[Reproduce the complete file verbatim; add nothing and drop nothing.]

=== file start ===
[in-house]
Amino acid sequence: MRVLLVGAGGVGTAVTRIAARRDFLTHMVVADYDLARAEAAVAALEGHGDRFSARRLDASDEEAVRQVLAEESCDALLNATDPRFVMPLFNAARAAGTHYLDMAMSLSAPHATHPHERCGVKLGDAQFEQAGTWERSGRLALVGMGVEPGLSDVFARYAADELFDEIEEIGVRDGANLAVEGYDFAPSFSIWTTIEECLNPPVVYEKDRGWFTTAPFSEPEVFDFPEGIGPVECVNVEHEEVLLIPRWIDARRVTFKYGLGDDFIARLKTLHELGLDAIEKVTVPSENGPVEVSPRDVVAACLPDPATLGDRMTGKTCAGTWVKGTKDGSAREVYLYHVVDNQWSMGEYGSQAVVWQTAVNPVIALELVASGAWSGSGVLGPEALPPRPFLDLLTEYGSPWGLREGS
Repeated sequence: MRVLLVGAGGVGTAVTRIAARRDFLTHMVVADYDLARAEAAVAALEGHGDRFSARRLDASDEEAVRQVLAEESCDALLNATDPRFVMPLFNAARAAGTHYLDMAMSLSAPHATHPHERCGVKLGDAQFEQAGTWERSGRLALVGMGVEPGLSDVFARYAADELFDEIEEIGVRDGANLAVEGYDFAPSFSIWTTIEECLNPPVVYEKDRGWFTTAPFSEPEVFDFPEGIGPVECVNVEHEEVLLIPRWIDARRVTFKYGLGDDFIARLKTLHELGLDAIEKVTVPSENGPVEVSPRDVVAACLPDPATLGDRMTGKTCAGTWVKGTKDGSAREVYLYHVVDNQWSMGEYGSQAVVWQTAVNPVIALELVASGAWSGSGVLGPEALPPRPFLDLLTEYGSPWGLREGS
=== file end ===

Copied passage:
[in-house]
Amino acid sequence: MRVLLVGAGGVGTAVTRIAARRDFLTHMVVADYDLARAEAAVAALEGHGDRFSARRLDASDEEAVRQVLAEESCDALLNATDPRFVMPLFNAARAAGTHYLDMAMSLSAPHATHPHERCGVKLGDAQFEQAGTWERSGRLALVGMGVEPGLSDVFARYAADELFDEIEEIGVRDGANLAVEGYDFAPSFSIWTTIEECLNPPVVYEKDRGWFTTAPFSEPEVFDFPEGIGPVECVNVEHEEVLLIPRWIDARRVTFKYGLGDDFIARLKTLHELGLDAIEKVTVPSENGPVEVSPRDVVAACLPDPATLGDRMTGKTCAGTWVKGTKDGSAREVYLYHVVDNQWSMGEYGSQAVVWQTAVNPVIALELVASGAWSGSGVLGPEALPPRPFLDLLTEYGSPWGLREGS
Repeated sequence: MRVLLVGAGGVGTAVTRIAARRDFLTHMVVADYDLARAEAAVAALEGHGDRFSARRLDASDEEAVRQVLAEESCDALLNATDPRFVMPLFNAARAAGTHYLDMAMSLSAPHATHPHERCGVKLGDAQFEQAGTWERSGRLALVGMGVEPGLSDVFARYAADELFDEIEEIGVRDGANLAVEGYDFAPSFSIWTTIEECLNPPVVYEKDRGWFTTAPFSEPEVFDFPEGIGPVECVNVEHEEVLLIPRWIDARRVTFKYGLGDDFIARLKTLHELGLDAIEKVTVPSENGPVEVSPRDVVAACLPDPATLGDRMTGKTCAGTWVKGTKDGSAREVYLYHVVDNQWSMGEYGSQAVVWQTAVNPVIALELVASGAWSGSGVLGPEALPPRPFLDLLTEYGSPWGLREGS